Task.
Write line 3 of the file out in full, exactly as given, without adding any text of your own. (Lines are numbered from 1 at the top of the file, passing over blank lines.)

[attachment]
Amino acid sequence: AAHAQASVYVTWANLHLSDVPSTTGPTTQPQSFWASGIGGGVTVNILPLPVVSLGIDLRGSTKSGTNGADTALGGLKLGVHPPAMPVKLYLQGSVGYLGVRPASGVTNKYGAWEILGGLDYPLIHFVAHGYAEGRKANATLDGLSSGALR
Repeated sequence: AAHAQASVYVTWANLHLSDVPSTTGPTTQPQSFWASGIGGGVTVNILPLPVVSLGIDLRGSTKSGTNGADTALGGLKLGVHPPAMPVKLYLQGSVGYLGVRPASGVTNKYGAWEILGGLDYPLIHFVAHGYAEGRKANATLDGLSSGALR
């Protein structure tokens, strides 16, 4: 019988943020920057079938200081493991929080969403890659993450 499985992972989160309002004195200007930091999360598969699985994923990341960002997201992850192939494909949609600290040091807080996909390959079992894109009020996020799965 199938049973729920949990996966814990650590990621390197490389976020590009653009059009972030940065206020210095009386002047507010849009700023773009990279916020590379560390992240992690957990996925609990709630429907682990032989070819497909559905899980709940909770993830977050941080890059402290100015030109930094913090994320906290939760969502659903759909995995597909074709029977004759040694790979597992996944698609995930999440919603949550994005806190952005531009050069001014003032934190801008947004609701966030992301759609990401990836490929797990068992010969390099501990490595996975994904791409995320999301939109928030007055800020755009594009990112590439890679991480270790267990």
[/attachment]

């Protein structure tokens, strides 16, 4: 019988943020920057079938200081493991929080969403890659993450 499985992972989160309002004195200007930091999360598969699985994923990341960002997201992850192939494909949609600290040091807080996909390959079992894109009020996020799965 199938049973729920949990996966814990650590990621390197490389976020590009653009059009972030940065206020210095009386002047507010849009700023773009990279916020590379560390992240992690957990996925609990709630429907682990032989070819497909559905899980709940909770993830977050941080890059402290100015030109930094913090994320906290939760969502659903759909995995597909074709029977004759040694790979597992996944698609995930999440919603949550994005806190952005531009050069001014003032934190801008947004609701966030992301759609990401990836490929797990068992010969390099501990490595996975994904791409995320999301939109928030007055800020755009594009990112590439890679991480270790267990």